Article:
Employers are not required to pay out accrued unused sick time upon an employee’s termination of employment, unless they are covered under a collective bargaining agreement that mandates this payment. Employers who already offer paid sick leave that meets the same requirements are not required to provide any additional paid sick leave. Existing paid time off or paid vacation policies can be used to satisfy the ordinances as long as the policy allows employees to use the time for illness as well.

Using Accrued Leave

A covered employee can use accrued sick leave under of the following circumstances:

  • if the employee is ill or injured;
  • if the employee is caring for an ill or injured family member;
  • if the employee is receiving medical care, treatment, diagnosis, or preventive care;
  • if the employee is caring for a family member who is receiving medical care, treatment, diagnosis, or preventive care;
  • if the employee, or a member of his or her family, is the victim of domestic violence or a sex offense; or
  • if the employer’s place of business (or the school of an employee’s child) is closed due to a public health emergency.

Employers may require up to 1 week of notice for leave that is reasonably foreseeable (such as for scheduled doctor appointments). When the need for sick leave is not reasonably foreseeable, employers can only require employees to give as much notice as is practicable under the circumstances. Employers cannot require a sick employee to arrange for a co-worker to fill in for them during the paid sick leave.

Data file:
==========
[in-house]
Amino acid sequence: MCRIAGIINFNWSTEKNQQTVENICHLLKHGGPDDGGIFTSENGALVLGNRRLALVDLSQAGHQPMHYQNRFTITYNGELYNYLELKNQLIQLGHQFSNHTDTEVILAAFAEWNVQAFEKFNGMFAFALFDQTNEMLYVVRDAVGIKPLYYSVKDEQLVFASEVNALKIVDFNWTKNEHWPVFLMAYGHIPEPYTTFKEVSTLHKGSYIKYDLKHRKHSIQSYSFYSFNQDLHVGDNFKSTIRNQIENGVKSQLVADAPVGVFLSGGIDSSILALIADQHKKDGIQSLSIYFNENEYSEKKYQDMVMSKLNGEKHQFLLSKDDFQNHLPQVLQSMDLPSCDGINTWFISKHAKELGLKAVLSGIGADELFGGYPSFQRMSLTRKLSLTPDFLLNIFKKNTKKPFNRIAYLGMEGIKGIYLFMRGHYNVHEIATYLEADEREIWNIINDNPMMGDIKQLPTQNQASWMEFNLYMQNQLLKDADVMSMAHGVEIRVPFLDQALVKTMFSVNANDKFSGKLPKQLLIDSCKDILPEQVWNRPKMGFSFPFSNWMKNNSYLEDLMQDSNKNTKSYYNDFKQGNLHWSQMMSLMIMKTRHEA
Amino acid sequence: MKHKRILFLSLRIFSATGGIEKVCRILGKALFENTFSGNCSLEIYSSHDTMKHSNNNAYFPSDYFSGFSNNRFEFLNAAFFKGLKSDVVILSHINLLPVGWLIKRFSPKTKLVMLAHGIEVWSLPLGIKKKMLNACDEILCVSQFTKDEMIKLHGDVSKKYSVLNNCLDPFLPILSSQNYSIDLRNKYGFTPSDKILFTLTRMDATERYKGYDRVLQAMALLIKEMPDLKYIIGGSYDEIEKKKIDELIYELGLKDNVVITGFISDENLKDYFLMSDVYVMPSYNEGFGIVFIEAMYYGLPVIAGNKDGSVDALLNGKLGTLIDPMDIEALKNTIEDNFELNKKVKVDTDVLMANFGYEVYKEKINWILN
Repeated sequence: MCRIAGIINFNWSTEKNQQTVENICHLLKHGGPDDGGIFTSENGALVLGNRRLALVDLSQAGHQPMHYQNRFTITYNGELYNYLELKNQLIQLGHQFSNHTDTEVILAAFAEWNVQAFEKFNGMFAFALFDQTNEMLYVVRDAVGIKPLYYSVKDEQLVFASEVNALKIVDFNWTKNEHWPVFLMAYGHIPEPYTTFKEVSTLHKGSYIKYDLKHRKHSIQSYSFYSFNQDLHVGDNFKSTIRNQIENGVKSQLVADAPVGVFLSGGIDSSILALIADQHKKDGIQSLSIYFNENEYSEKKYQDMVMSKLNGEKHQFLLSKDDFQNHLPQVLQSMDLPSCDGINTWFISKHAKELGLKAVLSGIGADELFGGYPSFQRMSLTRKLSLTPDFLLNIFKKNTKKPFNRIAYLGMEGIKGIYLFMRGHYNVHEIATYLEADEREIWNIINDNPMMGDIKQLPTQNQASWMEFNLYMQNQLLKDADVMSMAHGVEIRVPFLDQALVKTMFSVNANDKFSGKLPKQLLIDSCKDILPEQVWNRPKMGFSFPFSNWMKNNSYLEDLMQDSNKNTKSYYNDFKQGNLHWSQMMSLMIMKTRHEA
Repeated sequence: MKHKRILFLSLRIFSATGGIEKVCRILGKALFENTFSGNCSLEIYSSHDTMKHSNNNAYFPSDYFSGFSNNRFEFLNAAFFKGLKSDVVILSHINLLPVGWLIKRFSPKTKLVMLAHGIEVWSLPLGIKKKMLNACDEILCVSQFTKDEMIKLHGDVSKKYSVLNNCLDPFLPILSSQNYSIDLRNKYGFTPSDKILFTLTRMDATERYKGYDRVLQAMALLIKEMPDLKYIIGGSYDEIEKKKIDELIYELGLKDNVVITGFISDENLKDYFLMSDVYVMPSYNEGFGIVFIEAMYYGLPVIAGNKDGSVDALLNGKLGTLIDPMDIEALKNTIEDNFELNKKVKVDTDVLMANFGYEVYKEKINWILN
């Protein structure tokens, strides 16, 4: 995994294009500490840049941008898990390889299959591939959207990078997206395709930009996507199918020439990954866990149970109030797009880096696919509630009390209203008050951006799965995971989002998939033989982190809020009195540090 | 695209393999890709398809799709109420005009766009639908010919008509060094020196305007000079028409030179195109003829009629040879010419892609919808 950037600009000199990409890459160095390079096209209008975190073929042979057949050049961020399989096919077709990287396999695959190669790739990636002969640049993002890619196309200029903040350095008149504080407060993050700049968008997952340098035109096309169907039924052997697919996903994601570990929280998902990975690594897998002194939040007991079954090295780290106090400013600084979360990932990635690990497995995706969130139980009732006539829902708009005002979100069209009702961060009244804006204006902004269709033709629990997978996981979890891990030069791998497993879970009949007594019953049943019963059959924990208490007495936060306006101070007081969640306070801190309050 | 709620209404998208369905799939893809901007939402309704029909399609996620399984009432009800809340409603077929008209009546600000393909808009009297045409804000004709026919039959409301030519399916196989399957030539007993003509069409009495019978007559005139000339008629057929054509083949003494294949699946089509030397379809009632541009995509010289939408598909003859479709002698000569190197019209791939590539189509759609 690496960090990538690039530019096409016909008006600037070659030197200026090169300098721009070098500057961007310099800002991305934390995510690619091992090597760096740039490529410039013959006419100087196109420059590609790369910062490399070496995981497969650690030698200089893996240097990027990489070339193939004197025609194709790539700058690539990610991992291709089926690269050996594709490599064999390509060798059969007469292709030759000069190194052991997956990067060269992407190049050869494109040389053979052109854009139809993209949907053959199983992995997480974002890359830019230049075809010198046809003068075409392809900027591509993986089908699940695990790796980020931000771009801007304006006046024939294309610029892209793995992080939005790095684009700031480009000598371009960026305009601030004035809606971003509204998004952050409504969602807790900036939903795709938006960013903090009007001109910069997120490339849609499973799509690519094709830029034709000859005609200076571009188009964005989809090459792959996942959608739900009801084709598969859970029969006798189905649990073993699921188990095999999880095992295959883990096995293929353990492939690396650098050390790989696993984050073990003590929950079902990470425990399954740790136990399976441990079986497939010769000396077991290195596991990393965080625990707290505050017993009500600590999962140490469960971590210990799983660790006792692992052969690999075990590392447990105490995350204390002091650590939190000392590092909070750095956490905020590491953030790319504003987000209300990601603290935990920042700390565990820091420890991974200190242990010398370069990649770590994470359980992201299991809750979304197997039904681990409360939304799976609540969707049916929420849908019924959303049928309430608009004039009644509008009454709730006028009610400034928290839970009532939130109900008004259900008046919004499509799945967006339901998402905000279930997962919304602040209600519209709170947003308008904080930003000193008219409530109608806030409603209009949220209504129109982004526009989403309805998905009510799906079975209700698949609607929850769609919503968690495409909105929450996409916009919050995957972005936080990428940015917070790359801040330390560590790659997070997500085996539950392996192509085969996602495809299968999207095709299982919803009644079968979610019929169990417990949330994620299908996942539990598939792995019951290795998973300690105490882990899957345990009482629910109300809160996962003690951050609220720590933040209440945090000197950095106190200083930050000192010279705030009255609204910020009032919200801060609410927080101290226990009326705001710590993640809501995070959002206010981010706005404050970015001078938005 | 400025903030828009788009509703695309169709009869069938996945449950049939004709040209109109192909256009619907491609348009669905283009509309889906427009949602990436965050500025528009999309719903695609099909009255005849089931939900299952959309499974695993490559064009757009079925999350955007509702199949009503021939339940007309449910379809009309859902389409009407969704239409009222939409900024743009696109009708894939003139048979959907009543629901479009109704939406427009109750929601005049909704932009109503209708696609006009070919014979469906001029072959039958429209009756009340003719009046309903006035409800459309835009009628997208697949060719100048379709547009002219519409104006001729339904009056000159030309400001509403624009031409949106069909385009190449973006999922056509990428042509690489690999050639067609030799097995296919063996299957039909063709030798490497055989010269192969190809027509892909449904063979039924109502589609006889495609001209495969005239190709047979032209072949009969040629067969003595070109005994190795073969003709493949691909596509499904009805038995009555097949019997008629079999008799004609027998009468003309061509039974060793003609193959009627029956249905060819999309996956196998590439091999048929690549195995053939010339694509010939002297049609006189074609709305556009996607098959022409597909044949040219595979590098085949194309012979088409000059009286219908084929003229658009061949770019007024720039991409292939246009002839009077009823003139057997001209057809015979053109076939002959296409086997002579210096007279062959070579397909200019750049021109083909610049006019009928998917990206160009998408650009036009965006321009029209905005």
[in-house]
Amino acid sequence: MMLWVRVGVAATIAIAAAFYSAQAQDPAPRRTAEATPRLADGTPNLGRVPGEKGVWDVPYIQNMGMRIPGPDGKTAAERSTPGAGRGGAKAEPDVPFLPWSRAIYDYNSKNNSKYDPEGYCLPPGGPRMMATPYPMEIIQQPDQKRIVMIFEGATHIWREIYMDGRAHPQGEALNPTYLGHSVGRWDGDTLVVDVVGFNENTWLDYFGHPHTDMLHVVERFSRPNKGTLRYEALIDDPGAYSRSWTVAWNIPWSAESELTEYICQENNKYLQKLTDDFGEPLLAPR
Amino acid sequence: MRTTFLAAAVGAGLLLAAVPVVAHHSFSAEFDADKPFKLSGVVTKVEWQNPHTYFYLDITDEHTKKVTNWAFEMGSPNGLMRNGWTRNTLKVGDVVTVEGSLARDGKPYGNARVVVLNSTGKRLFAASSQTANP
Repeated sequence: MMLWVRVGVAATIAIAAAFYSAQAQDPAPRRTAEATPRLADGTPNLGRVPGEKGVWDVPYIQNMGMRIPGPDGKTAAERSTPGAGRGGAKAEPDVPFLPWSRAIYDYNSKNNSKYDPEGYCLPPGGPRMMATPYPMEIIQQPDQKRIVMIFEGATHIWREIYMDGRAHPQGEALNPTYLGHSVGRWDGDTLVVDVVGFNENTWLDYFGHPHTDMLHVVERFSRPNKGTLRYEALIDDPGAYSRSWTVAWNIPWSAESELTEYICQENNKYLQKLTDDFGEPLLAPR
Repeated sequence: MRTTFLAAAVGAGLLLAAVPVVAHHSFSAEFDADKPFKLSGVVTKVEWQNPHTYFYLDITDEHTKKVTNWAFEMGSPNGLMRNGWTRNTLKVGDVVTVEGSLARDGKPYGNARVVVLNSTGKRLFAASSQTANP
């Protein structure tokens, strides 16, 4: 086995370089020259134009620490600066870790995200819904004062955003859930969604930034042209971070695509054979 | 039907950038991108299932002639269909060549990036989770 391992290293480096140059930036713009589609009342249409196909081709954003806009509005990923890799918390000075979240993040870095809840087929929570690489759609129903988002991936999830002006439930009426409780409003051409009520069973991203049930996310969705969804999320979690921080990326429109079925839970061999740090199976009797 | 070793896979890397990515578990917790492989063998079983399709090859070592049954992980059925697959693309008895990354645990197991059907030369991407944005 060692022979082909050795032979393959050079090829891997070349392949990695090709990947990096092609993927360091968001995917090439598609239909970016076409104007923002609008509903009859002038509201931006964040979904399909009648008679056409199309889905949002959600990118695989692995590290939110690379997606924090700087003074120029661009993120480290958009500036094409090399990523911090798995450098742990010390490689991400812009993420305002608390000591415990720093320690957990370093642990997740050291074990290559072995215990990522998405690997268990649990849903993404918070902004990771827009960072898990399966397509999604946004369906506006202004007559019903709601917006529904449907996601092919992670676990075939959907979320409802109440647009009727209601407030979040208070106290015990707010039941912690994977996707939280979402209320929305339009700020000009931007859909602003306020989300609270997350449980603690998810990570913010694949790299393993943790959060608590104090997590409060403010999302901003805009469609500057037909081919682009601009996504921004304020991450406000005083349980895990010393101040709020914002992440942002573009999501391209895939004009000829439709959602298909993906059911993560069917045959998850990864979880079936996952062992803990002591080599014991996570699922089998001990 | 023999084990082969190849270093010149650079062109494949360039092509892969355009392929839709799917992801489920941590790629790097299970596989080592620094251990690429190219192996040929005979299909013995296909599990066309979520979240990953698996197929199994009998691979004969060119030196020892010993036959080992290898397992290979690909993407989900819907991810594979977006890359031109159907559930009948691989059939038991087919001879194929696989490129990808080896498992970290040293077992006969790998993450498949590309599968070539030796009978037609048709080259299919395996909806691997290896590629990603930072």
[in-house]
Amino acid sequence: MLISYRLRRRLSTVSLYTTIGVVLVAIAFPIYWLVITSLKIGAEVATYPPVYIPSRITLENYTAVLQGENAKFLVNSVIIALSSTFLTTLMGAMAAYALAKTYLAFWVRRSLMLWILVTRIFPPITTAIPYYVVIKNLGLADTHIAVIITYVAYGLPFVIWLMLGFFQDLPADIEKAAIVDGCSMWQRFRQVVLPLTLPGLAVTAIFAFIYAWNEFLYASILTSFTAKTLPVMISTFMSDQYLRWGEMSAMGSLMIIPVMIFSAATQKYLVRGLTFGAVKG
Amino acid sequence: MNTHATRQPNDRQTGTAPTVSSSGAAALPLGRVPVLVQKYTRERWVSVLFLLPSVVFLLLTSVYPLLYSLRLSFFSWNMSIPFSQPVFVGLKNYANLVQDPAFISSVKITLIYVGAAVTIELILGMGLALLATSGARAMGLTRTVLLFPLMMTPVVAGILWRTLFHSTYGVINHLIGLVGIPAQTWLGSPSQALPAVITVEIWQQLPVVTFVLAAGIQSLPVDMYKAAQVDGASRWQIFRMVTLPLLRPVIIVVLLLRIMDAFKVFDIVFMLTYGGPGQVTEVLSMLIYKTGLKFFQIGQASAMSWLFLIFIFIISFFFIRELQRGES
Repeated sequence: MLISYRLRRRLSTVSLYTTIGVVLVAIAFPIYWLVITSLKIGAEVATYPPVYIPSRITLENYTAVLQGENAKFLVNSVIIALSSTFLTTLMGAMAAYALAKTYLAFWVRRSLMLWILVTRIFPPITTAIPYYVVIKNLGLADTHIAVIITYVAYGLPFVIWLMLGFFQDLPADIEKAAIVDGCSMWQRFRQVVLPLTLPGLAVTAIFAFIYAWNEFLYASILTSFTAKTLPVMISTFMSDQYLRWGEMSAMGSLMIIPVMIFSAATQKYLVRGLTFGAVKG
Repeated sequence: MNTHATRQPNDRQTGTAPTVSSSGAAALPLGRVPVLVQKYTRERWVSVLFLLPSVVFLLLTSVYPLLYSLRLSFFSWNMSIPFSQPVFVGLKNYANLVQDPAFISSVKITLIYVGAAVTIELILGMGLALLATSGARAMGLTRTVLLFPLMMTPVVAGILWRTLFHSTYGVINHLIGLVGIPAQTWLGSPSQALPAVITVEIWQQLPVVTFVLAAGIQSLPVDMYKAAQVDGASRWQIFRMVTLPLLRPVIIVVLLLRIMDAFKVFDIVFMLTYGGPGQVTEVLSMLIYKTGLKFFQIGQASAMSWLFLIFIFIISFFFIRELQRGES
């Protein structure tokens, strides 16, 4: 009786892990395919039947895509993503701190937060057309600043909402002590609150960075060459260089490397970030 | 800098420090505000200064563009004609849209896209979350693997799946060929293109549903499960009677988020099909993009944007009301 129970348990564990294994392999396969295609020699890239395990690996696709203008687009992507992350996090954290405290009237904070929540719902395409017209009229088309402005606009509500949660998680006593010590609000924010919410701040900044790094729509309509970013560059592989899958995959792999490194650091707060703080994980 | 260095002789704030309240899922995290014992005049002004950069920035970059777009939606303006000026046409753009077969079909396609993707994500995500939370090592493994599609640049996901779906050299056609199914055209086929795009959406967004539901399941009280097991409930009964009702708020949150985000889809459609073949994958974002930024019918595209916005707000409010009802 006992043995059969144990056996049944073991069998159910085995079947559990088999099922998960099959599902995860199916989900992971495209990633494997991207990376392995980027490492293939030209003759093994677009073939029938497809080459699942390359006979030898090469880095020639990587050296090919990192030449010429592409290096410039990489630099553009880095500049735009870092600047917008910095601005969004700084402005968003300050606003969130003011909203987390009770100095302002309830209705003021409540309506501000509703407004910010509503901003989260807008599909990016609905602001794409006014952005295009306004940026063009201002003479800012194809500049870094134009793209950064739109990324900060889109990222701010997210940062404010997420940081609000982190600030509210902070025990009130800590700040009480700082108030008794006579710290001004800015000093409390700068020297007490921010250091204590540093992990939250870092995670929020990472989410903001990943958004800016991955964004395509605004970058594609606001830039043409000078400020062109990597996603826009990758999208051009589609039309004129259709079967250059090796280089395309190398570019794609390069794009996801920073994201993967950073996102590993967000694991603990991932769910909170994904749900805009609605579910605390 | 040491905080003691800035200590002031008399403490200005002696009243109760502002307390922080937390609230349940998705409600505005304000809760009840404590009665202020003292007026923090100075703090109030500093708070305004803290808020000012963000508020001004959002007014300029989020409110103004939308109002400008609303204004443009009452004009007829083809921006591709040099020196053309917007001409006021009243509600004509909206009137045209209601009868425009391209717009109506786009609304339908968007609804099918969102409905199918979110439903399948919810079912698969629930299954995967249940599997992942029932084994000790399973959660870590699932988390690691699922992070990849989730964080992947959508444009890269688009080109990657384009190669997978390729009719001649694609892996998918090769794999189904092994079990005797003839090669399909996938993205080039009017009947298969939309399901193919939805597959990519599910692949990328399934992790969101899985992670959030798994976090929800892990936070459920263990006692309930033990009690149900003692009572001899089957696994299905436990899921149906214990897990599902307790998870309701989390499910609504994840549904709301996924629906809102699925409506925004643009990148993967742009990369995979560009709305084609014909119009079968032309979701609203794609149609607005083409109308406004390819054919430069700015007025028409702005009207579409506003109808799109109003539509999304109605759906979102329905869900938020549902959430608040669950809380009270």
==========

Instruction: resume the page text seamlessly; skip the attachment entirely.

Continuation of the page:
If an employee is on paid sick leave for 3 consecutive days, the employer may require proof of the stated reason for taking leave. However, employers cannot require the employee to specify or identify any precise illness, injury or medical condition.

Municipalities Opting Out in Cook County

Many municipalities have opted out of the county ordinance requiring paid sick leave. Included among those now opting out are Arlington Heights, Barrington, Bartlett, Des Plaines, Elk Grove Village, Elmwood Park, Hanover Park, Hickory Hills, Hoffman Estates, Mount Prospect, Niles, Northbrook, Oak Forest, Oak Lawn, Orland Park, Palatine, Rolling Meadows, Rosemont, Schaumburg, South Barrington, Streamwood, Park, and Wheeling.

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(Note: The information in this article is intended to be general in nature. Plan to discuss your particular circumstances with an attorney for how this might apply to you.)

14 Important Rights for Landlords and Tenants in the City of Chicago

14 Important Rights for Landlords and Tenants in the City of Chicago

by E. Christopher Caravette

Although many landlord/tenant relationships are governed by a written lease, in the City of Chicago, The Chicago Residential Landlord and Tenant Ordinance also applies and controls the rights and responsibilities of both landlords and tenants.